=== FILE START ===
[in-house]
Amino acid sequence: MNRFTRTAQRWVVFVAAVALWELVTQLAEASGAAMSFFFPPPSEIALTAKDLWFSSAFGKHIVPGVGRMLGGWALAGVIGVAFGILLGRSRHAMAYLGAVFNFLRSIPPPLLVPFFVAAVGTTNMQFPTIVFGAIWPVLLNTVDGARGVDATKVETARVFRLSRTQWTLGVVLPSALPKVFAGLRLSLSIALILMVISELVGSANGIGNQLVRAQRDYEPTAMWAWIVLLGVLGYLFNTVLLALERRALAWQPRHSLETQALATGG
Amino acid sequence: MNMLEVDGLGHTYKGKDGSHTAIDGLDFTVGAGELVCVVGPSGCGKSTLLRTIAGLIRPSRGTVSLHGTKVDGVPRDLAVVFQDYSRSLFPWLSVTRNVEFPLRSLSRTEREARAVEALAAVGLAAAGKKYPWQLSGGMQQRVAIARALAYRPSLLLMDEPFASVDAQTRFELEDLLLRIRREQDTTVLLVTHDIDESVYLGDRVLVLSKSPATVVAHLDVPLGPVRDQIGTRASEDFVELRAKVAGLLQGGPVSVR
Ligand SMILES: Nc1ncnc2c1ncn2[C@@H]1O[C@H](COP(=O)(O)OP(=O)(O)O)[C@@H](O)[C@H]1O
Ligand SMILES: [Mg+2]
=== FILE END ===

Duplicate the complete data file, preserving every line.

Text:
[in-house]
Amino acid sequence: MNRFTRTAQRWVVFVAAVALWELVTQLAEASGAAMSFFFPPPSEIALTAKDLWFSSAFGKHIVPGVGRMLGGWALAGVIGVAFGILLGRSRHAMAYLGAVFNFLRSIPPPLLVPFFVAAVGTTNMQFPTIVFGAIWPVLLNTVDGARGVDATKVETARVFRLSRTQWTLGVVLPSALPKVFAGLRLSLSIALILMVISELVGSANGIGNQLVRAQRDYEPTAMWAWIVLLGVLGYLFNTVLLALERRALAWQPRHSLETQALATGG
Amino acid sequence: MNMLEVDGLGHTYKGKDGSHTAIDGLDFTVGAGELVCVVGPSGCGKSTLLRTIAGLIRPSRGTVSLHGTKVDGVPRDLAVVFQDYSRSLFPWLSVTRNVEFPLRSLSRTEREARAVEALAAVGLAAAGKKYPWQLSGGMQQRVAIARALAYRPSLLLMDEPFASVDAQTRFELEDLLLRIRREQDTTVLLVTHDIDESVYLGDRVLVLSKSPATVVAHLDVPLGPVRDQIGTRASEDFVELRAKVAGLLQGGPVSVR
Ligand SMILES: Nc1ncnc2c1ncn2[C@@H]1O[C@H](COP(=O)(O)OP(=O)(O)O)[C@@H](O)[C@H]1O
Ligand SMILES: [Mg+2]